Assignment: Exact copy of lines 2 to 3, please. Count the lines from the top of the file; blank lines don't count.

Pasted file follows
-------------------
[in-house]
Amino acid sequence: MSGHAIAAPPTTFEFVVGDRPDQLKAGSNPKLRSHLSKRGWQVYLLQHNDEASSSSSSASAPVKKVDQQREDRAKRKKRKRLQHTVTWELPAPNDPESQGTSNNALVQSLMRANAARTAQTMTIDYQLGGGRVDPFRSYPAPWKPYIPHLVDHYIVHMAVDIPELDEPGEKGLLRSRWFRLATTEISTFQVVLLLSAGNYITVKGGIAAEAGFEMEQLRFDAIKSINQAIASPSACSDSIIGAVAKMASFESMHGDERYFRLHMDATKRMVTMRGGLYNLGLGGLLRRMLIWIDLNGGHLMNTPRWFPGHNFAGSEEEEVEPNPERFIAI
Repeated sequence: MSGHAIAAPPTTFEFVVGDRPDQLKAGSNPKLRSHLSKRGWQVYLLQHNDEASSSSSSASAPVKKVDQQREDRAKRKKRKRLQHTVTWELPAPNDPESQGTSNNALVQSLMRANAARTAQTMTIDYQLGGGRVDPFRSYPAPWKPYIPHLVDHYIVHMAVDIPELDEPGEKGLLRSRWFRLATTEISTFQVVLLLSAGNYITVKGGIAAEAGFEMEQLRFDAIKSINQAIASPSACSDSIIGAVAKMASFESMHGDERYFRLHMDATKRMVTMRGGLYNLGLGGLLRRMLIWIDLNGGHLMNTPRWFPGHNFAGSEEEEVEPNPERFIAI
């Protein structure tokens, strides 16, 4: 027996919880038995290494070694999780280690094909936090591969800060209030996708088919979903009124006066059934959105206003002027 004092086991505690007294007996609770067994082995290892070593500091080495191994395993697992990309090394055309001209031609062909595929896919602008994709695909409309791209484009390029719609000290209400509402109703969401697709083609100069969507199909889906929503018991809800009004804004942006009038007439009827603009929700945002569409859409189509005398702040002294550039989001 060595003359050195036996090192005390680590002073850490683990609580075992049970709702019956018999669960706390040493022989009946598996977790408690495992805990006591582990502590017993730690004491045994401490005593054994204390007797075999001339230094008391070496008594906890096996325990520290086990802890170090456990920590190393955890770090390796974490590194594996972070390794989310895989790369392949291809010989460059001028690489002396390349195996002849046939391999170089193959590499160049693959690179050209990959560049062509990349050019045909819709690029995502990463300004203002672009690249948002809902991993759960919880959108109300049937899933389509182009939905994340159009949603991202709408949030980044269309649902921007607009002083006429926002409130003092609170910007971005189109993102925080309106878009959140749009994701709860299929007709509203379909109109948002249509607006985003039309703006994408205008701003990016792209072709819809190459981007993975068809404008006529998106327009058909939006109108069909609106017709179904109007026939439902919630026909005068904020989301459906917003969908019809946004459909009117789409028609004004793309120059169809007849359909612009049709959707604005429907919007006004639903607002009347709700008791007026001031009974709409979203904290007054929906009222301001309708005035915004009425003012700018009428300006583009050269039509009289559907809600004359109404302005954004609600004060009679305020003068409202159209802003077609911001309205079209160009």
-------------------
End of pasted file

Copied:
Amino acid sequence: MSGHAIAAPPTTFEFVVGDRPDQLKAGSNPKLRSHLSKRGWQVYLLQHNDEASSSSSSASAPVKKVDQQREDRAKRKKRKRLQHTVTWELPAPNDPESQGTSNNALVQSLMRANAARTAQTMTIDYQLGGGRVDPFRSYPAPWKPYIPHLVDHYIVHMAVDIPELDEPGEKGLLRSRWFRLATTEISTFQVVLLLSAGNYITVKGGIAAEAGFEMEQLRFDAIKSINQAIASPSACSDSIIGAVAKMASFESMHGDERYFRLHMDATKRMVTMRGGLYNLGLGGLLRRMLIWIDLNGGHLMNTPRWFPGHNFAGSEEEEVEPNPERFIAI
Repeated sequence: MSGHAIAAPPTTFEFVVGDRPDQLKAGSNPKLRSHLSKRGWQVYLLQHNDEASSSSSSASAPVKKVDQQREDRAKRKKRKRLQHTVTWELPAPNDPESQGTSNNALVQSLMRANAARTAQTMTIDYQLGGGRVDPFRSYPAPWKPYIPHLVDHYIVHMAVDIPELDEPGEKGLLRSRWFRLATTEISTFQVVLLLSAGNYITVKGGIAAEAGFEMEQLRFDAIKSINQAIASPSACSDSIIGAVAKMASFESMHGDERYFRLHMDATKRMVTMRGGLYNLGLGGLLRRMLIWIDLNGGHLMNTPRWFPGHNFAGSEEEEVEPNPERFIAI